By Neal - 3/7/2023
Since its creation, people have found many ways to enjoy the classic cribbage game that poet Sir John Suckling invented. The following are some of the best variations you can try.
This variation shows the most resemblance with the classic rules of cribbage. The only difference with this version is how to deal the cards and how players discard them.
In three-player cribbage, players are dealt five cards each, with one card dealt to the dealer's crib. Each player then has to discard one of their cards to the crib so that it consists of four cards.
From this point onwards, the game proceeds like two-player cribbage, with players laying cards and announcing the value without going over 31. Point scoring is also identical in this version.
This cribbage variation uses the same rules as the classic game. The main difference is how players deal and discard cards. Plus, it's played in two teams.
In this version, partners sit across from each other. They receive five cards each and discard one to the crib. When players count points, their partners move the pegs to their proper holes. The game is faster since two people are doing the scoring process on each team.
Players can also go around the board twice to add a challenge to this version so that the first to reach 242 points is the winner.
Shotgun or speed-run cribbage is the fastest version of this game. This is because the first to score 31 points wins rather than the usual 121 points. In this version, there's no crib or discard pile. Instead, players are dealt four cards and cannot discard any.
Everything else in the game goes the same as the classic version of cribbage, from pegging to counting. If a player scores 31 points, they win!
In a typical cribbage game, sevens and eights are an excellent way to get points since they add up to 15. However, in this version, players must discard any sevens and eights in their hands into the crib. They can choose which ones to discard if they have more than two sevens and eights. This variation tends to result in low-scoring player hands but very high-scoring cribs.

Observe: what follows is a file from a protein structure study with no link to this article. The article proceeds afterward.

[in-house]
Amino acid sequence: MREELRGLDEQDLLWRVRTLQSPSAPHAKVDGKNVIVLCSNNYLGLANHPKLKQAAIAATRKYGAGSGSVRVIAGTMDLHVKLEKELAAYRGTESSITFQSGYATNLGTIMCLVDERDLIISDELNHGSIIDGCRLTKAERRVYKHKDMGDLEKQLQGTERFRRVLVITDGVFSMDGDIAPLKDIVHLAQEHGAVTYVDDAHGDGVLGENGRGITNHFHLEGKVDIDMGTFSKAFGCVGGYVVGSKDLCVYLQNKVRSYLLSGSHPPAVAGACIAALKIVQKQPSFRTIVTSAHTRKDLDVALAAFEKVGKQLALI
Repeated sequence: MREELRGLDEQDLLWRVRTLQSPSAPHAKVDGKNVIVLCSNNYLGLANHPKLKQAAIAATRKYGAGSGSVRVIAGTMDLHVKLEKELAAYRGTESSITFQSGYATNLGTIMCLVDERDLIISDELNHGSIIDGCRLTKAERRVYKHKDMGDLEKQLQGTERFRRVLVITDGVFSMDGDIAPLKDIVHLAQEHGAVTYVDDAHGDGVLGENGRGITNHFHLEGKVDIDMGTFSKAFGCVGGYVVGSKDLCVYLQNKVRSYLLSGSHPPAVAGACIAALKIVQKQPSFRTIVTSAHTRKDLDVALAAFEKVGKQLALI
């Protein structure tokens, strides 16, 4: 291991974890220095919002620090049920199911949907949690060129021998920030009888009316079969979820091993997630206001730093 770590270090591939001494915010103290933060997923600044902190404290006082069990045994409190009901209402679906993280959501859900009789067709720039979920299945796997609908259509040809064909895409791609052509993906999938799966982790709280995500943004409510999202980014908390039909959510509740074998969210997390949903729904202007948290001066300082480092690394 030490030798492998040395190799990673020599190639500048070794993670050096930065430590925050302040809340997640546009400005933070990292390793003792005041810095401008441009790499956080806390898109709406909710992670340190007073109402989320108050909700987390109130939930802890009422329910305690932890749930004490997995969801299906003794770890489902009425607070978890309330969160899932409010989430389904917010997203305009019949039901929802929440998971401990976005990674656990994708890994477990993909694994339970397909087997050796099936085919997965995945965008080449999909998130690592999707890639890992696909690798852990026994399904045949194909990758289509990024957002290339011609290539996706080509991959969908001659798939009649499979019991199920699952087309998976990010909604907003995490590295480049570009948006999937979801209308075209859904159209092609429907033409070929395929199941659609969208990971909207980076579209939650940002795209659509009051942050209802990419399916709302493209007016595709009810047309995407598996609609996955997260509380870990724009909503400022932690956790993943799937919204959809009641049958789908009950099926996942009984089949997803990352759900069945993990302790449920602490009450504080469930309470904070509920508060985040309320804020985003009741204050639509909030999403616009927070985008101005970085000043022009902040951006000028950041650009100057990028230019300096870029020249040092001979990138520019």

This version is perfect for players looking for a more challenging twist. The rules are identical to normal cribbage, except that the primary objective of lowball cribbage is to score as few points as possible. For example, players would want to discard good cards into their opponents' crib and avoid making totals of 15 or 31.
Joker's Wild is played in precisely the same way as a standard cribbage game. The only difference is that there are jokers included.
During Joker's Wild, the Joker can be any number in any suit. When you use this card, you must declare your Joker's value. Once you do, that value is locked and cannot be changed.
If the Joker shows up as a starter card, players must choose again. The starter card is the top card on the deck turned face up after the first deal.
This version is also played the same way as a typical cribbage game, except when players get zero points from their hand or crib, they have to move their peg 19 steps backward. The challenging thing about this game is that it encourages players to think strategically to avoid getting such a penalty.
Never lead with a five when playing cribbage. Always assume that your opponent has a card worth ten. If you start your play with a five, they will use that ten and make 15, scoring them 2 points. The best card to lead with is a four since this makes it impossible for your opponent to make 15.